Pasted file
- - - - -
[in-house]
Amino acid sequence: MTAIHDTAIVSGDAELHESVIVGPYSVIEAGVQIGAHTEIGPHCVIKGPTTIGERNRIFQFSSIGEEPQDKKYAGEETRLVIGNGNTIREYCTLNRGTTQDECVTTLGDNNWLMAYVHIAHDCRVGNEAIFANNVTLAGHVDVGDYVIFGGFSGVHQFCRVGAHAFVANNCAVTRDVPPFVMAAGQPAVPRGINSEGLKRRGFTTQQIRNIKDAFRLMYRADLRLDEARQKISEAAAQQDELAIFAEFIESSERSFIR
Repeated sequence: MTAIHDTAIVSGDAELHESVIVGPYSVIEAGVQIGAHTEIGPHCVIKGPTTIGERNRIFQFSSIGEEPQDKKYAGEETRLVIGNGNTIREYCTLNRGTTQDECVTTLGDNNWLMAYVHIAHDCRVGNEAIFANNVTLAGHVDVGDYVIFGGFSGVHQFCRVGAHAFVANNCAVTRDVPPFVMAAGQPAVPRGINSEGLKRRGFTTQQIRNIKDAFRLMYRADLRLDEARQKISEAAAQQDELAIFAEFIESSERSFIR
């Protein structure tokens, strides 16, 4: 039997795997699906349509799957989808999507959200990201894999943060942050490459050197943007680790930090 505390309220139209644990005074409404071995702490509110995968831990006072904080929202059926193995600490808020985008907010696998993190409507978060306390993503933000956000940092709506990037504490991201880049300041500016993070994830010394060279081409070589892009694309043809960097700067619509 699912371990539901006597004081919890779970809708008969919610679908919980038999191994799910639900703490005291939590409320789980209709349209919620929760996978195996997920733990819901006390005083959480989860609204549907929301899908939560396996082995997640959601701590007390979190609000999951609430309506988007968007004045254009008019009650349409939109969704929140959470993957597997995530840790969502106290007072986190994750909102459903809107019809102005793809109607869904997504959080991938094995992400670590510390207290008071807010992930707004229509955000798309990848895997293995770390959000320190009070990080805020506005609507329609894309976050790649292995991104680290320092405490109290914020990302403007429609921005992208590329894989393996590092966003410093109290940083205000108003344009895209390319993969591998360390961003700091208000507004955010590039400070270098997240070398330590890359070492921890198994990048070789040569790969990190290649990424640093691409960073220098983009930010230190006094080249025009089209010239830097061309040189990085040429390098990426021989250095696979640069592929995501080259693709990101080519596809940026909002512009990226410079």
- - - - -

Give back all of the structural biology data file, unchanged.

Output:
[in-house]
Amino acid sequence: MTAIHDTAIVSGDAELHESVIVGPYSVIEAGVQIGAHTEIGPHCVIKGPTTIGERNRIFQFSSIGEEPQDKKYAGEETRLVIGNGNTIREYCTLNRGTTQDECVTTLGDNNWLMAYVHIAHDCRVGNEAIFANNVTLAGHVDVGDYVIFGGFSGVHQFCRVGAHAFVANNCAVTRDVPPFVMAAGQPAVPRGINSEGLKRRGFTTQQIRNIKDAFRLMYRADLRLDEARQKISEAAAQQDELAIFAEFIESSERSFIR
Repeated sequence: MTAIHDTAIVSGDAELHESVIVGPYSVIEAGVQIGAHTEIGPHCVIKGPTTIGERNRIFQFSSIGEEPQDKKYAGEETRLVIGNGNTIREYCTLNRGTTQDECVTTLGDNNWLMAYVHIAHDCRVGNEAIFANNVTLAGHVDVGDYVIFGGFSGVHQFCRVGAHAFVANNCAVTRDVPPFVMAAGQPAVPRGINSEGLKRRGFTTQQIRNIKDAFRLMYRADLRLDEARQKISEAAAQQDELAIFAEFIESSERSFIR
């Protein structure tokens, strides 16, 4: 039997795997699906349509799957989808999507959200990201894999943060942050490459050197943007680790930090 505390309220139209644990005074409404071995702490509110995968831990006072904080929202059926193995600490808020985008907010696998993190409507978060306390993503933000956000940092709506990037504490991201880049300041500016993070994830010394060279081409070589892009694309043809960097700067619509 699912371990539901006597004081919890779970809708008969919610679908919980038999191994799910639900703490005291939590409320789980209709349209919620929760996978195996997920733990819901006390005083959480989860609204549907929301899908939560396996082995997640959601701590007390979190609000999951609430309506988007968007004045254009008019009650349409939109969704929140959470993957597997995530840790969502106290007072986190994750909102459903809107019809102005793809109607869904997504959080991938094995992400670590510390207290008071807010992930707004229509955000798309990848895997293995770390959000320190009070990080805020506005609507329609894309976050790649292995991104680290320092405490109290914020990302403007429609921005992208590329894989393996590092966003410093109290940083205000108003344009895209390319993969591998360390961003700091208000507004955010590039400070270098997240070398330590890359070492921890198994990048070789040569790969990190290649990424640093691409960073220098983009930010230190006094080249025009089209010239830097061309040189990085040429390098990426021989250095696979640069592929995501080259693709990101080519596809940026909002512009990226410079």